Until very recently a coach was a person who developed athletes to be better performers in a sport. There were many facets and skills involved, but they were always centered around improvement of sport performance.
John Wooden was arguably the quintessential coach of collegiate basketball (and perhaps all sports). When he wrote his autobiography, They Call Me Coach, there was no argument that he did not deserve that appellation. Winning 10 NCAA titles and having developed some of the greatest players in the history of the sport certainly qualified him to be called coach.
Sports and Academics
It was probably some time in 20th century America educational settings that the term “coach” became a title so that athletic coaches could distinguish themselves from the academic faculty. Coaches referred to each other as “Coach Johnson” or “Coach Garcia” so as to distinguish themselves from English teachers like “Mrs. Townsend” or math teachers like “Mr. Wong”. The coaches would get offended if any of the academic people were to refer to themselves as coaches, not that they would. It had become a way of isolating the coaching fraternity. Also at that time there were no female coaches, so it became a sort of a macho-guy thing.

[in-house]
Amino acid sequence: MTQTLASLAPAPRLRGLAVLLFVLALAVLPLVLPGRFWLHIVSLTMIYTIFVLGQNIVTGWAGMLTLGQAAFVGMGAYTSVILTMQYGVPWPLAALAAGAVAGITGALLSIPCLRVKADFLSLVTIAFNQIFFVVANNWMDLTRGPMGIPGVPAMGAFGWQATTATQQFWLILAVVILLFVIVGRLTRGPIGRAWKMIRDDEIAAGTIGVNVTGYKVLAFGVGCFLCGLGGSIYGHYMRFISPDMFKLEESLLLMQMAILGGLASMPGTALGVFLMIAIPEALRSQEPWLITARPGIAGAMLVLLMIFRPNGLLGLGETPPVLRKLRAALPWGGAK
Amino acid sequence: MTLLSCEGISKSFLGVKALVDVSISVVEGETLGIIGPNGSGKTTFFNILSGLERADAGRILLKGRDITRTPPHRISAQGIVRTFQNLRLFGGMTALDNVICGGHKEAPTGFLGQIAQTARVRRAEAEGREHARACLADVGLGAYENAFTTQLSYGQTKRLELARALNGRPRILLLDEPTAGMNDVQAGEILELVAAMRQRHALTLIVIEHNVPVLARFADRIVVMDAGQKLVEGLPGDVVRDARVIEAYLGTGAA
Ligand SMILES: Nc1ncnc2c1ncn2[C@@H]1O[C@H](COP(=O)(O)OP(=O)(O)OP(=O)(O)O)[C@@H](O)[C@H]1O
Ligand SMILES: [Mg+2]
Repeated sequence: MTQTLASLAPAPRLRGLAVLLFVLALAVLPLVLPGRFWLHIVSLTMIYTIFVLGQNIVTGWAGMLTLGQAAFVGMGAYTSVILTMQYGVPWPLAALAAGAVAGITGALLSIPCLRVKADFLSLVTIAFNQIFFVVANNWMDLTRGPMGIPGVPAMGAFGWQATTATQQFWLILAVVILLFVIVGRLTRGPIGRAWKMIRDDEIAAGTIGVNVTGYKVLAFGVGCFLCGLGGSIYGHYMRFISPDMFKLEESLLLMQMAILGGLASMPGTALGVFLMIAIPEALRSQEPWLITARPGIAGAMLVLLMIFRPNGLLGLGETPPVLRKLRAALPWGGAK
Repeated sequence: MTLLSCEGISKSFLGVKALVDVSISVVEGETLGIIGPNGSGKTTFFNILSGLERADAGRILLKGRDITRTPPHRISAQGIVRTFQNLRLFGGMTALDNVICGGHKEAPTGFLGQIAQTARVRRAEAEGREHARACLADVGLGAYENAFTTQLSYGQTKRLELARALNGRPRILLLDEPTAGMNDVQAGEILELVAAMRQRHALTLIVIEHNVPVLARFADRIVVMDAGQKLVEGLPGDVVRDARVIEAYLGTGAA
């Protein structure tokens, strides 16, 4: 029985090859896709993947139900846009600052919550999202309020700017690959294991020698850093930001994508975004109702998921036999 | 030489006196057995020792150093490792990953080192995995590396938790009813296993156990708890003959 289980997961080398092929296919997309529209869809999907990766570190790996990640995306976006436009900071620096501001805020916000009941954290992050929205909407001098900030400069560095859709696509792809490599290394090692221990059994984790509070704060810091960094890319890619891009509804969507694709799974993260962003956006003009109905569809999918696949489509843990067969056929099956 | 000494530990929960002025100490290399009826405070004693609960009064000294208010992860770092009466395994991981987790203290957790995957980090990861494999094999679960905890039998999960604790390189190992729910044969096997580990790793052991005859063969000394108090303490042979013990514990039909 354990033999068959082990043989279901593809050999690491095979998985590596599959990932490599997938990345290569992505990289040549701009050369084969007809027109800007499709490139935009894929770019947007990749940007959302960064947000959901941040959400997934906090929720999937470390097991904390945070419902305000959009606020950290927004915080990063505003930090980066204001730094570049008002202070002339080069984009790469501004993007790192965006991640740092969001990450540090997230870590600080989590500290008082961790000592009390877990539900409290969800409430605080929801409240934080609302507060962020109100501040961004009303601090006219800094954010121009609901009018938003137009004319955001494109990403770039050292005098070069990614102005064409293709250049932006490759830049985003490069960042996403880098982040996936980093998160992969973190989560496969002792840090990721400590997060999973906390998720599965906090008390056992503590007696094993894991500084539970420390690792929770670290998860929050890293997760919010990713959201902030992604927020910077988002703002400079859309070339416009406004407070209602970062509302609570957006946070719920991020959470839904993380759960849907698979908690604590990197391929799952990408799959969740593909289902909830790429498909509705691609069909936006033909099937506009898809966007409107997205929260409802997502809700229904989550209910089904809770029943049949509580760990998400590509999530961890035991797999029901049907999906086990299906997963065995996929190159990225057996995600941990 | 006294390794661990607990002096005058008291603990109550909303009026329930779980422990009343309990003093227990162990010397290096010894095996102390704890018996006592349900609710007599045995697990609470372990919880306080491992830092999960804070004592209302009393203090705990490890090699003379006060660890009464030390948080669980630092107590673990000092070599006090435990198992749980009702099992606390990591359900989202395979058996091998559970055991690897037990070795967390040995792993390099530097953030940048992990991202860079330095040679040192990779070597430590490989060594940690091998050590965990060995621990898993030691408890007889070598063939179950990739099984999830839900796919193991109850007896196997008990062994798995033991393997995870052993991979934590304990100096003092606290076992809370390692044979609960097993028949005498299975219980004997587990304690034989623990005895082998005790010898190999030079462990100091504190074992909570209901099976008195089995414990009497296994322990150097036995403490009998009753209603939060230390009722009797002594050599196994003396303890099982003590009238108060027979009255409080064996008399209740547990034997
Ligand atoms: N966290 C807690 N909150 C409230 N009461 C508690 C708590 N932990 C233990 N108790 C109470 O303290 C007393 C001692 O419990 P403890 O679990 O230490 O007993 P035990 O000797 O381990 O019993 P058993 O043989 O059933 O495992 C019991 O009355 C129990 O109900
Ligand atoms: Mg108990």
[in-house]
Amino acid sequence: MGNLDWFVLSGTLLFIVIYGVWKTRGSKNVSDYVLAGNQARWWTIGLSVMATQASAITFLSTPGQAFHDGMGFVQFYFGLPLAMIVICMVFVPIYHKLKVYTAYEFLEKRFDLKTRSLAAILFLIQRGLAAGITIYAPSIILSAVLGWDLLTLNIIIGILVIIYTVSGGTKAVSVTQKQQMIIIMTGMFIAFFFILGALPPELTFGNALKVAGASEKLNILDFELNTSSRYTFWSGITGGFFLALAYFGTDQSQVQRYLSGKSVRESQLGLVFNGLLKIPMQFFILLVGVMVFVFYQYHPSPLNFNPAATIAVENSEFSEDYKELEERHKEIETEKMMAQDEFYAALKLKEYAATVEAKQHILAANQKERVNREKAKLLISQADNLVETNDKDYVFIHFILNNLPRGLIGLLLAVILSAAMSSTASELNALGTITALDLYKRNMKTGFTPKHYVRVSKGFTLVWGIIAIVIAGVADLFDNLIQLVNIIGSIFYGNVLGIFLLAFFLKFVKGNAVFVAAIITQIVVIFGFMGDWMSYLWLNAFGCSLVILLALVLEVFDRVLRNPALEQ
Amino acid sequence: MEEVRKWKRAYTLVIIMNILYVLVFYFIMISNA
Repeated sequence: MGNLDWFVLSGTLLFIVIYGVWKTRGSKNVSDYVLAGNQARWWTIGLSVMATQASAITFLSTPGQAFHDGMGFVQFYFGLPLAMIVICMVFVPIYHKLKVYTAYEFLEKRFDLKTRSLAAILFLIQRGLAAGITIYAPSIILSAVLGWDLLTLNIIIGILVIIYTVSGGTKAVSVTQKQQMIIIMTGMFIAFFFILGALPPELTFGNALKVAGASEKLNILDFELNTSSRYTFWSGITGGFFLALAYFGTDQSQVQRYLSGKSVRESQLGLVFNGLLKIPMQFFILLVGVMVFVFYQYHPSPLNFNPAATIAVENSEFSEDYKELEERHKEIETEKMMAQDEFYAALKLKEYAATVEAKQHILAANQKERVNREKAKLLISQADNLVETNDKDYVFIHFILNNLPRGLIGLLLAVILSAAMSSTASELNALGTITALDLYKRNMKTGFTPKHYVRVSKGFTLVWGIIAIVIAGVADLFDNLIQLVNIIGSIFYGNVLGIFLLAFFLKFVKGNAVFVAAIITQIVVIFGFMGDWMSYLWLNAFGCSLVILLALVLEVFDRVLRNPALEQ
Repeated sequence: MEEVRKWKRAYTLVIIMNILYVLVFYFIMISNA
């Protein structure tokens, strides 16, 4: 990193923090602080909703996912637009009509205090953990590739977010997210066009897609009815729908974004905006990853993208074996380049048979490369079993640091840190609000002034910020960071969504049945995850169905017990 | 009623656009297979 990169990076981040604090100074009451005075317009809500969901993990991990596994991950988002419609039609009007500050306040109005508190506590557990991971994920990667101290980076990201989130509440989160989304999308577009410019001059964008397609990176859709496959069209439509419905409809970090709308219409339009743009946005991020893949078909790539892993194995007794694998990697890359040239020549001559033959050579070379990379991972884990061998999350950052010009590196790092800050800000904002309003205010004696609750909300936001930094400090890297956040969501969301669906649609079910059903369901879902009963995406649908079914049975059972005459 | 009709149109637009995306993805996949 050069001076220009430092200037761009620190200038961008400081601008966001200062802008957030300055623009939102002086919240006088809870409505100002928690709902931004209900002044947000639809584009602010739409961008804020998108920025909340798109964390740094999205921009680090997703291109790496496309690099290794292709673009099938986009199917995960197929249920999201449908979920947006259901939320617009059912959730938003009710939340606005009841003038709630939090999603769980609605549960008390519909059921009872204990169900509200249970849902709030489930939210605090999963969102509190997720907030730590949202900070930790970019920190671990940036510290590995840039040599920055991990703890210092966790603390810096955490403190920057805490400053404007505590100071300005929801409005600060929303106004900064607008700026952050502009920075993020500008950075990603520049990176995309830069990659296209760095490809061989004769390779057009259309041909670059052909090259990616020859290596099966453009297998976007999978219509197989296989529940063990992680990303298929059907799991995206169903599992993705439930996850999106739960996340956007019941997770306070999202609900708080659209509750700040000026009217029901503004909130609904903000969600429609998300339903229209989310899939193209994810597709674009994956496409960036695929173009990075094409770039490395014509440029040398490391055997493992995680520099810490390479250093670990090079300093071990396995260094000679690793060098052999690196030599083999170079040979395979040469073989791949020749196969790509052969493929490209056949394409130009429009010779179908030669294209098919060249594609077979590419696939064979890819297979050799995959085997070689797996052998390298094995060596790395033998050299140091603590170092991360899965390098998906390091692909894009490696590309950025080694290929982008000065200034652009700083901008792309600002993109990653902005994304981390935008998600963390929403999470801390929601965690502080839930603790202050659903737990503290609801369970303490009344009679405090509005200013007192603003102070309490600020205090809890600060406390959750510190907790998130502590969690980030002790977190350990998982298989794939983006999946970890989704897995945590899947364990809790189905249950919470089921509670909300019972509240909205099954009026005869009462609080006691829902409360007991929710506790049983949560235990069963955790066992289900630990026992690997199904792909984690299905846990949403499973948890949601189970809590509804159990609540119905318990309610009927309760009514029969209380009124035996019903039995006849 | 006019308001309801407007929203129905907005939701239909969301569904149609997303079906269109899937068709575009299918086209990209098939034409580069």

Fast Forward to 21st Century America
Due to some unknown forces individuals who were previously considered advisors, counselors, teachers, instructors or mentors have now been replaced by “coaches”. We have relationship coaches, business coaches, birthing coaches, life coaches….you name it, we’ve got coaches for it. You know it’s a desirable title because you can get one in a weekend online course.
Everyone wants to be called Coach.
And some of them will introduce themselves as coach. “Hi, I’m Coach Adrian. I’ll be showing you how to post photos in Instagram!” They give themselves an email address with coach in it. They have business cards made letting you know that they are a coach.
Coaching a sport is considered a profession in some places.
What I found out back when I was coaching at international events was that many people from other countries consider coaching to be a respected profession. They would therefore refer to coaches as Mr. Abadjiev or Mr. Watanabe, just as they would an attorney or a teacher. None of this coach stuff.
Although I have a pretty decent coaching resume, my athletes refer to me as Bob or simply T. But then again, I’m an old guy!